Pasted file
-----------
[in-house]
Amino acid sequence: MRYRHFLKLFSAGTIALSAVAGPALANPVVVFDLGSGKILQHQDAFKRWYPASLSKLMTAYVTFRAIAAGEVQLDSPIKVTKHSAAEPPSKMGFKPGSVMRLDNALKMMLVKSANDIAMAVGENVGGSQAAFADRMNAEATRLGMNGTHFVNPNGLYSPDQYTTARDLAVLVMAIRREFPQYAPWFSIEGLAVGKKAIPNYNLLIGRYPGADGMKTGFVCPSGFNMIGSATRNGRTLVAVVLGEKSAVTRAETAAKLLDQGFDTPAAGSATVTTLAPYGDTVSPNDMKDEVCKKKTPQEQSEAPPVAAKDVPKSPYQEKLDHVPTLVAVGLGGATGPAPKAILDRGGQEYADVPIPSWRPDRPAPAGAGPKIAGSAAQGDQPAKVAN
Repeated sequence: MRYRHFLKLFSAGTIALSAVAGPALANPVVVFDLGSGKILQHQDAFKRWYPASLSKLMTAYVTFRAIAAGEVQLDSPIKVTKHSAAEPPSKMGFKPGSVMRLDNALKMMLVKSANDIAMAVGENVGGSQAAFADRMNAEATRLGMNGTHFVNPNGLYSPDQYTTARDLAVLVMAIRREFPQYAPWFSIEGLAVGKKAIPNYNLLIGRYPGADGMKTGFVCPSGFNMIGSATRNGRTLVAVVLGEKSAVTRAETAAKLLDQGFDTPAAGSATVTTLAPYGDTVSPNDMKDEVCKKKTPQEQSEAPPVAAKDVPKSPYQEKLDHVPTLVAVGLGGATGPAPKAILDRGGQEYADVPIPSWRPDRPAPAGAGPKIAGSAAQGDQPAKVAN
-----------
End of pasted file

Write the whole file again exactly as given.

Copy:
[in-house]
Amino acid sequence: MRYRHFLKLFSAGTIALSAVAGPALANPVVVFDLGSGKILQHQDAFKRWYPASLSKLMTAYVTFRAIAAGEVQLDSPIKVTKHSAAEPPSKMGFKPGSVMRLDNALKMMLVKSANDIAMAVGENVGGSQAAFADRMNAEATRLGMNGTHFVNPNGLYSPDQYTTARDLAVLVMAIRREFPQYAPWFSIEGLAVGKKAIPNYNLLIGRYPGADGMKTGFVCPSGFNMIGSATRNGRTLVAVVLGEKSAVTRAETAAKLLDQGFDTPAAGSATVTTLAPYGDTVSPNDMKDEVCKKKTPQEQSEAPPVAAKDVPKSPYQEKLDHVPTLVAVGLGGATGPAPKAILDRGGQEYADVPIPSWRPDRPAPAGAGPKIAGSAAQGDQPAKVAN
Repeated sequence: MRYRHFLKLFSAGTIALSAVAGPALANPVVVFDLGSGKILQHQDAFKRWYPASLSKLMTAYVTFRAIAAGEVQLDSPIKVTKHSAAEPPSKMGFKPGSVMRLDNALKMMLVKSANDIAMAVGENVGGSQAAFADRMNAEATRLGMNGTHFVNPNGLYSPDQYTTARDLAVLVMAIRREFPQYAPWFSIEGLAVGKKAIPNYNLLIGRYPGADGMKTGFVCPSGFNMIGSATRNGRTLVAVVLGEKSAVTRAETAAKLLDQGFDTPAAGSATVTTLAPYGDTVSPNDMKDEVCKKKTPQEQSEAPPVAAKDVPKSPYQEKLDHVPTLVAVGLGGATGPAPKAILDRGGQEYADVPIPSWRPDRPAPAGAGPKIAGSAAQGDQPAKVAN